Oppo RX17 Pro Review

What is the Oppo RX17 Pro?

The Oppo RX17 Pro seems like it could be the cousin of the OnePlus 6T. The devices share almost the same curves and the same notch style.

But the RX17 has an upper-mid-range processor instead of a true high-end one. You get a triple camera setup on the back and ultra-fast charging as a consolation prize.

Start using the Oppo RX17 Pro and any familiarity disappears thanks to Oppo’s Color OS software. However, the outward similarity to the OnePlus does the Oppo no favours: swift and powerful as it is, you’ll wonder why you wouldn’t just plump for the OnePlus 6T instead. The latter is cheaper and even better for mobile gamers thanks to its extra power.

Oppo RX17 Pro – Design

That the Oppo RX17 Pro and OnePlus 6T appear similar makes sense on the realisation that both firms are owned by the same parent company. The two reportedly operate completely separately, however – although on first unboxing the Oppo, many phone fans won’t be able to avoid that comparison.

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The Oppo RX17 Pro’s rear is a single, curvy pane of toughened glass, while a minimal teardrop notch sits at the top of the display. Its sides are aluminium, and the rear looks pleasantly minimal until it catches the light, which highlights an S-shaped swirl of colour under the rear glass.

It’s an attractive phone, then, with none of the strange design choices that have earned Oppo some headlines over the years – and it’s a great choice to launch the Oppo brand in the UK. Oppo is the fifth most popular phone-maker in India by volume, and is in a war with Xiaomi for the number 2 spot in China – but many in the UK may never have even seen an Oppo phone in person before.

The RX17 Pro includes some neat practical extras. A factory-applied screen protector sits on top of the display glass, and you get a silicone case in the box.

Predictably, though, the Oppo RX17 Pro doesn’t have a headphone jack. The in-box earphones are based on Apple’s EarPods – a hard plastic earphone rather than an IEM (with silicone tip) – and there’s no adapter in the box. Bear this in mind if you do not already use wireless headphones.

The Oppo RX17 Pro hardware seems restrained in some ways: there’s no IR blaster, no wireless charging. However, there is a fast in-screen fingerprint scanner that’s at least as good as the one that features in the OnePlus 6T. Plus, the camera-based face unlock is so quick I’d suggest you choose either finger or face security; otherwise, the two methods elbow each other out of the way for your attention like a pair of needy children.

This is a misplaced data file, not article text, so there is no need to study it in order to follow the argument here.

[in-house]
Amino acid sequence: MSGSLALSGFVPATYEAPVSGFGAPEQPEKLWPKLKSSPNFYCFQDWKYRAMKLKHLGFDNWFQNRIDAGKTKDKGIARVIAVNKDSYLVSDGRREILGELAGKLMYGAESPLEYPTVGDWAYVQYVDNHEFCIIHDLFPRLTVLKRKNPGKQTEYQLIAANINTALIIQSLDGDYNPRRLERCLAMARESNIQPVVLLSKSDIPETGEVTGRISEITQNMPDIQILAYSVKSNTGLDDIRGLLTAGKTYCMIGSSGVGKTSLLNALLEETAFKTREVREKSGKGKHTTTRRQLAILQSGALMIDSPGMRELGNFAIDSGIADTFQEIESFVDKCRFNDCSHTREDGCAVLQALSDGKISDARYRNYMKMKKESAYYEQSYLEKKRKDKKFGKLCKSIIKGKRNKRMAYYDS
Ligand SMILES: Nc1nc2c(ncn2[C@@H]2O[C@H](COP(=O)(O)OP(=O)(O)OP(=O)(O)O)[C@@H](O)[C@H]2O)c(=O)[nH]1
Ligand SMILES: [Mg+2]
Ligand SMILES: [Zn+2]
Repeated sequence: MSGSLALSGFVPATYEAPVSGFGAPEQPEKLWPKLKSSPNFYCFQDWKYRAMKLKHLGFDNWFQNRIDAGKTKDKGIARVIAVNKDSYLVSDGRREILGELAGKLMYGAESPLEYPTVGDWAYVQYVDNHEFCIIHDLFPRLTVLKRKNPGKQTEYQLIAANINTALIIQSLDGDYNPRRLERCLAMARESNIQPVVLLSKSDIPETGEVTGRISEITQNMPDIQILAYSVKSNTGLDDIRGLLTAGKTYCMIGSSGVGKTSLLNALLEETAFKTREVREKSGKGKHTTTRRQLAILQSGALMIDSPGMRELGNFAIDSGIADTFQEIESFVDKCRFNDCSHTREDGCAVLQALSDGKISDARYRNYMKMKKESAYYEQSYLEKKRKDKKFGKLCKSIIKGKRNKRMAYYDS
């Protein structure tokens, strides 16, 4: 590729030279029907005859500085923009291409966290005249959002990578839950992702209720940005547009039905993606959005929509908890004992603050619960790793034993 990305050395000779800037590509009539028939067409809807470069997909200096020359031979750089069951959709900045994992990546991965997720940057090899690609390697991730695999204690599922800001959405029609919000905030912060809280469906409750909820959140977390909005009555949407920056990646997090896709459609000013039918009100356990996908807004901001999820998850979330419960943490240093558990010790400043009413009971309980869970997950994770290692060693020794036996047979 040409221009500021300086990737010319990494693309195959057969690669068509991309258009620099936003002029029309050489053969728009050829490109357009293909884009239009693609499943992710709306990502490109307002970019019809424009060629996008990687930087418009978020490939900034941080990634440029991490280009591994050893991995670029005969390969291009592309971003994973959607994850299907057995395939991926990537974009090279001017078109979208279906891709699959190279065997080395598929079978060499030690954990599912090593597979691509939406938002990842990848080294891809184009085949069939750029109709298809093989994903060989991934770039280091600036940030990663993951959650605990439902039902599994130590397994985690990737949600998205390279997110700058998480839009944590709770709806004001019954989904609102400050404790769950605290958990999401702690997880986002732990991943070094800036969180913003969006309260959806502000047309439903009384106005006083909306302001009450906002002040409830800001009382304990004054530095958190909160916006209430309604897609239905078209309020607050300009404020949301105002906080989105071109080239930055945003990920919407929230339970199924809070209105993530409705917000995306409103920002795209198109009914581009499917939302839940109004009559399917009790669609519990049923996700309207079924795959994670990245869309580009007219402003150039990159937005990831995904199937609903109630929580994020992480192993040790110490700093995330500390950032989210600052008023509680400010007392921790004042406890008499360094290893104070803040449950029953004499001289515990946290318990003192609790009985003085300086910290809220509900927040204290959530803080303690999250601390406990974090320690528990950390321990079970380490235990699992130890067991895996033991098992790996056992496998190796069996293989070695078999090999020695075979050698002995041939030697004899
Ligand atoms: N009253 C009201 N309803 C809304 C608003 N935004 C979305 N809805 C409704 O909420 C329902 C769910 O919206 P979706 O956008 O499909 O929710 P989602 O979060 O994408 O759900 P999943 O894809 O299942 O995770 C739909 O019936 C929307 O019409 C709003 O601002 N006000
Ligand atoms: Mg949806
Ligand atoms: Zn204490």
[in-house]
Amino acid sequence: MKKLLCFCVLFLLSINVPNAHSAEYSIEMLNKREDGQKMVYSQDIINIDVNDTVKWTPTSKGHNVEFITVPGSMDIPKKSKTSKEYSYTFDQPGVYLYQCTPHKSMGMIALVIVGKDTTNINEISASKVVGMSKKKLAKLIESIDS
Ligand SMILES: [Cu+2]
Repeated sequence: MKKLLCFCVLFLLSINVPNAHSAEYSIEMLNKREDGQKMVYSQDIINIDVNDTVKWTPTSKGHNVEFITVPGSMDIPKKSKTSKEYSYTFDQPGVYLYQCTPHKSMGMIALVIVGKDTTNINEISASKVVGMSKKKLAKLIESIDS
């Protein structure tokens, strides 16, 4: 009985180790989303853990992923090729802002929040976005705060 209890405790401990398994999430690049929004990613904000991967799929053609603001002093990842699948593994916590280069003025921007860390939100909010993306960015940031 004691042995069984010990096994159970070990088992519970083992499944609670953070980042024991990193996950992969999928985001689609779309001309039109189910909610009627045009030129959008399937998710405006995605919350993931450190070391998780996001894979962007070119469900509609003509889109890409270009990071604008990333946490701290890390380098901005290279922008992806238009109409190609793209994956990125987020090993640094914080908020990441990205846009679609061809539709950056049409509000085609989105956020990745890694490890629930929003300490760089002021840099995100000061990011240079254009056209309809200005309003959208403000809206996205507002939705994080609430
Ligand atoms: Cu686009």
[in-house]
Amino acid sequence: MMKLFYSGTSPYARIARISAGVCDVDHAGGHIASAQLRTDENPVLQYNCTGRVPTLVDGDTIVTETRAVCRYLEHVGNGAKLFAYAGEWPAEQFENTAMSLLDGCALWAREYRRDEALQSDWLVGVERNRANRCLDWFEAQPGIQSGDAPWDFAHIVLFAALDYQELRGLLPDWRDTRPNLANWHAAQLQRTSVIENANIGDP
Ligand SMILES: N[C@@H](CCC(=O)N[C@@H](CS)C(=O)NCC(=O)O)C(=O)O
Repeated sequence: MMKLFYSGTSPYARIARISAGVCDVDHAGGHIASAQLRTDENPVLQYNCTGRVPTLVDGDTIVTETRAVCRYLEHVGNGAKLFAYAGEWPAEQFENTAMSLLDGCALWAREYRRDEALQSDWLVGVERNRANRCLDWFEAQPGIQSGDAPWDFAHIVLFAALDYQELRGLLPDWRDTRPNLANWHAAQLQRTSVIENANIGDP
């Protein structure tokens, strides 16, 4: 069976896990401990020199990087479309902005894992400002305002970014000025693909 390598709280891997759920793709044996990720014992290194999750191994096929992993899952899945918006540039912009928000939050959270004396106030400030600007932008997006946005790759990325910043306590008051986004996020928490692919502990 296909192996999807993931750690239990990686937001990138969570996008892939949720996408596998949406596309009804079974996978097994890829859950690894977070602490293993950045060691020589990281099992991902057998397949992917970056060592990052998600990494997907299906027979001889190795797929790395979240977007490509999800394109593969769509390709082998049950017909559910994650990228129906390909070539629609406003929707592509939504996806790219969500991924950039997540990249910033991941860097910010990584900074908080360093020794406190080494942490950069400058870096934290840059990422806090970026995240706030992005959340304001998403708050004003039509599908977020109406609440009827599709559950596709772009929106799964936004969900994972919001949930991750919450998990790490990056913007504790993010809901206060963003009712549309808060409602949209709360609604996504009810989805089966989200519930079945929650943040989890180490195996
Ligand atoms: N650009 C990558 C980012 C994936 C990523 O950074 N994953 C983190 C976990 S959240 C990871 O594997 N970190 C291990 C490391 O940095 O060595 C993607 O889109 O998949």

Size-wise, the Oppo RX17 Pro is similar to other flagships. It’s 74.6mm wide, which is almost identical to – you’ve guessed it – the OnePlus 6T.

Oppo RX17 Pro – Screen

The Oppo RX17 Pro has a 6.4-inch screen with a 19.5:9 aspect and a shallow, narrow notch that lets your media content take up as much of the display as possible. At this point, a number of high-end Android games simply pretend the notch doesn’t exist, rather than blocking off that last fraction of the screen.

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This is an AMOLED screen with 2340 x 1080 pixels. It isn’t quite as sharp as a Galaxy Note 9, but the difference is obvious only if you look up-close.

Colours are oversaturated, too, and there’s no “natural” mode to let you tame this in the Settings. This will become apparent on viewing photos, which look completely different on the Oppo RX17 Pro’s screen to other displays. Comparing their appearance with a colour calibrated MacBook Pro, tones are just slightly jacked-up on the Oppo – although it’s nothing like the borderline deceptive representation seen in some OLED phones.

You can tweak the colour temperature, however, to make the Oppo RX17 Pro screen warmer or cooler. Opt for the “warm” side if you want a look that’s closer to that of a pro-calibrated screen.

This is a punchy, bold screen that’s out to display the benefits of OLED’s great colour and contrast. The Oppo RX17 Pro also reverts to using its entire screen whenever possible. When playing games, this may mean little bits of the interface are snipped off by the screen’s outer curves and the notch.

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You can turn this off per app. There’s no option to block off the notch completely, however. The OnePlus 6T includes such a feature, as well as different colour saturation modes.

Oppo RX17 Pro – Software

The Oppo RX17 Pro runs Android 8.1.0 and ColorOS, Oppo’s custom Android skin. There are a few important parts to note here.

First, since it doesn’t yet have Android 9.0, you won’t get new features such as app timers and other elements of the release’s Digital Wellbeing functionality. ColorOS has no app drawer, either; it takes a more iOS-like approach, using home screens to hold your apps.

Distinctive interfaces such as this usually try to cover themselves by offering lots of customisation. ColorOS is more restrictive, however. You can’t add an app drawer, and there’s no Themes store to let you quickly download a brand new look for your Oppo RX17 Pro. However, there are eight themes preinstalled, effectively offering a handful of tasteful wallpapers for your phone.